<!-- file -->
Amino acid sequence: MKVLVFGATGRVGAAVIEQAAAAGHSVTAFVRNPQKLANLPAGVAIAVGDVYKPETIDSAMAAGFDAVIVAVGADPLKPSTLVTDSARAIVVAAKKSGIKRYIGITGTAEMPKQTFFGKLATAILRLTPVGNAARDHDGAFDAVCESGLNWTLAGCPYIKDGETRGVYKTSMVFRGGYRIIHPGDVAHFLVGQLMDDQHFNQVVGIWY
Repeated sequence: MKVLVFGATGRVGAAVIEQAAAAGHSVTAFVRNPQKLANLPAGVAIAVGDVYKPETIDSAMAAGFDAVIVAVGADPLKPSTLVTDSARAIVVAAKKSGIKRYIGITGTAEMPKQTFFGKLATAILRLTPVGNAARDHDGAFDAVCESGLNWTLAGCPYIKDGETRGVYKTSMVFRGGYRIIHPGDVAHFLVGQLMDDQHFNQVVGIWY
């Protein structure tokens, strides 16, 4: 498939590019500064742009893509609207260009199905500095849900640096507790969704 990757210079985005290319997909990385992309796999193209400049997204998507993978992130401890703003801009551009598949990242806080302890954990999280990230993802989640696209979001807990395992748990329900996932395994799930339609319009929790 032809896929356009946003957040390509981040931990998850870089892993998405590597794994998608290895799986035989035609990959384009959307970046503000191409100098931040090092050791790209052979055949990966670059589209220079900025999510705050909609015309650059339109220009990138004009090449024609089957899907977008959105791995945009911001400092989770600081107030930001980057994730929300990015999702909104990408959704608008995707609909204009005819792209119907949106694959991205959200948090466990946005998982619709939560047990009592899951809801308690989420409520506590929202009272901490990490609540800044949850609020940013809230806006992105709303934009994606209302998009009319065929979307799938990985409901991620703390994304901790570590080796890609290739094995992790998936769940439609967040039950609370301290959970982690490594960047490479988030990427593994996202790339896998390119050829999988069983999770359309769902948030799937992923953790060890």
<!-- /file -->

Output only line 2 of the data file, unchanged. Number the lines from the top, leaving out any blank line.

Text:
Repeated sequence: MKVLVFGATGRVGAAVIEQAAAAGHSVTAFVRNPQKLANLPAGVAIAVGDVYKPETIDSAMAAGFDAVIVAVGADPLKPSTLVTDSARAIVVAAKKSGIKRYIGITGTAEMPKQTFFGKLATAILRLTPVGNAARDHDGAFDAVCESGLNWTLAGCPYIKDGETRGVYKTSMVFRGGYRIIHPGDVAHFLVGQLMDDQHFNQVVGIWY